Breakfast breads are lifesavers for me. They are healthy, easy, filling, economical, versatile, and delicious. I begin with a baking mix of sorts (NEVER buy these). In other words, I mix and match flours, leavenings, dairy, nuts, spices, and dried fruits–depending on what I have on hand. All you really need to know is that something close to three cups of flour and three teaspoons of baking powder (or ONE teaspoon of baking soda) and one teaspoon of salt equals a baking mix. You can use powdered milk and then add water, instead of liquid dairy (or your liquid of choice) for a surprisingly good (sometimes superior) result.
So, when recently John left at 5:00 a.m. intending to pick up his breakfast on the road, and the kids were asleep, and I was hungry, I asked the question, What can I cook that will be good when the kids wake up, but delicious for me to eat ahead beforehand . Breakfast bread!
On this particular morning I had only two cups of whole wheat flour left, (usually I have flax and almond and coconut flours), one cup of quick cooking oats, some rice cereal, and about a cup of unbleached white flour (time to get groceries). I stirred these together with sea salt (always use more than the salt-stingy baking recipes call for, especially at high altitude where increased salt helps with rising), baking powder (the baking soda canister was empty and the baking soda boxes were in the laundry and bathrooms, or so I figured) so I added a third egg, figuring that would also help with the rising (always a concern at 8,000 feet above sea level).
The fruit going bad was apples, so I chopped a couple of those and added spices as though it was apple pie (if you haven’t ground your nutmeg, cinnamon sticks, cloves and allspice in the coffee grinder yet, you haven’t tasted spices–I’ll tell you a cautionary tale about this at the bottom of the post – see the P.S.).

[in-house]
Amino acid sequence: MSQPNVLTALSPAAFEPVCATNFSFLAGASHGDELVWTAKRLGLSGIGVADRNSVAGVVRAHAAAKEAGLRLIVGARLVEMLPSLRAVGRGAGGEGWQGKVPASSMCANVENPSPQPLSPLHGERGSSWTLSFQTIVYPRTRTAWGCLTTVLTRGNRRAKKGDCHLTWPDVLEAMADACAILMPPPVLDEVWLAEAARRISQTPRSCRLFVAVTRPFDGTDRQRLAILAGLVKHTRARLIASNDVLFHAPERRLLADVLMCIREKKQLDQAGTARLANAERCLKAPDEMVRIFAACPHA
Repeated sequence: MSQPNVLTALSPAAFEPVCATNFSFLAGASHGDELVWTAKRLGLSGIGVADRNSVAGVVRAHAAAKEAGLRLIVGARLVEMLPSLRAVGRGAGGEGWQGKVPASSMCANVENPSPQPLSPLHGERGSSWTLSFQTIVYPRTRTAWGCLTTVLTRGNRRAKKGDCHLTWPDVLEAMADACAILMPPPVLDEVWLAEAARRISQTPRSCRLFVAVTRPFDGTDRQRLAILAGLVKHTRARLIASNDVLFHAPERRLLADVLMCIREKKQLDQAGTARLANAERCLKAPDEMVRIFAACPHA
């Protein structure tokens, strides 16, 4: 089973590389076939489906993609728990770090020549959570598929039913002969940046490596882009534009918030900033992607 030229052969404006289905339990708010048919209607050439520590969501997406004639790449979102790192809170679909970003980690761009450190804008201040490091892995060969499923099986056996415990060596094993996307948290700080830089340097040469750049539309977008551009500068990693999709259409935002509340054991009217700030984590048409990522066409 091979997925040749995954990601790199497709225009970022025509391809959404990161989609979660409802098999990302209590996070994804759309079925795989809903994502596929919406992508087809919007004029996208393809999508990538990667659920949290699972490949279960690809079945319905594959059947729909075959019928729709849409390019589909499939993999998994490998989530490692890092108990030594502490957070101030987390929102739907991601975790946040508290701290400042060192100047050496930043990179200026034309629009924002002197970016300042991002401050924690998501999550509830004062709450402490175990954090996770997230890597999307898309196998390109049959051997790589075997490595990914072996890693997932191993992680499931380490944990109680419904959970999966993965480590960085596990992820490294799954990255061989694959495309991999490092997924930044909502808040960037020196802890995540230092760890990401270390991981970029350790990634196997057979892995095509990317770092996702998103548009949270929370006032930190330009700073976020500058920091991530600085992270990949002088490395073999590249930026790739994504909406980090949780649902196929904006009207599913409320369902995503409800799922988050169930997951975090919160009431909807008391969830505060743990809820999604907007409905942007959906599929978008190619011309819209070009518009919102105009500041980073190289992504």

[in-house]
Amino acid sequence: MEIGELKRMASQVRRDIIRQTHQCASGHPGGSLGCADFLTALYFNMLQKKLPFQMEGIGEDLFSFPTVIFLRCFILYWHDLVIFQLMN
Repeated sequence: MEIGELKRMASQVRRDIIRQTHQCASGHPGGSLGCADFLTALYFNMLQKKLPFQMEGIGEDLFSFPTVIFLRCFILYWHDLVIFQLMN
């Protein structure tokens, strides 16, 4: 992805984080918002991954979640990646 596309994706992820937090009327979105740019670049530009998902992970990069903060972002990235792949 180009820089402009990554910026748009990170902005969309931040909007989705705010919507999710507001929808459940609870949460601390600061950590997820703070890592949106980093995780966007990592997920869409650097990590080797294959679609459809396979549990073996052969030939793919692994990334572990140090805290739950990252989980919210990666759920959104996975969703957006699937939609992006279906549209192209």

Now for melted butter and/or coconut oil, vanilla flavoring (look into making your own–so very elegant you will be) honey and real maple syrup (molasses would have been good), evaporated milk and water (out of milk).
Finally, for the “optional” (per many recipes) ingredient which I consider essential for good breakfast bread: Nuts. In this case I used walnuts, but ordinarily I would have also added sunflower seeds, which are cheap and healthy (surprise, I was out of sunflower seeds, too).
If I had chosen crushed pineapple rather than apples, pecans would have been good, with maybe some orange juice concentrate and lemon flavoring.
A peanut butter bread is delicious (substitute for some or all of the butter). I love this with a glaze made of still more peanut butter, honey (or sweetener of choice/availability) and a drop or two of orange essential oil.
If John were home I would have made pumpkin bread to have with cream cheese, scrambled eggs and vanilla almond tea (I recommend Republic of Tea).
I always make a small bundt bread with this batter, leaving enough for a loaf pan or muffins, some of which goes into the freezer for those days when I just don’t want to cook breakfast, or for when the kids want tea party goodies.
Have your breakfast bread with coffee, tea, or milk. And joy.
P.S. The picture at the top of the post is from another day, another breakfast bread, and as you can see, I don’t always grind my spices. As for my caution: You must hammer up your cinnamon sticks, nutmeg, etc, inside a baggie or other enclosure before putting them in your coffee grinder. Ask me how I know that if you don’t do so, you will soon be buying a new coffee grinder. As for that bit of leftover spice in the coffee grinder? Not a problem – it just makes your next cup of coffee extra good.
You don’t have a bulk spice source in your town? Look on the net for bulk spice distributors. Just know that you’ll be getting LOTS of spices (great savings). I double bag mine and store them in the fridge (used often) and the freezer. And remember, bulk spice distributors also carry vanilla beans for that homemade (divine) vanilla flavoring.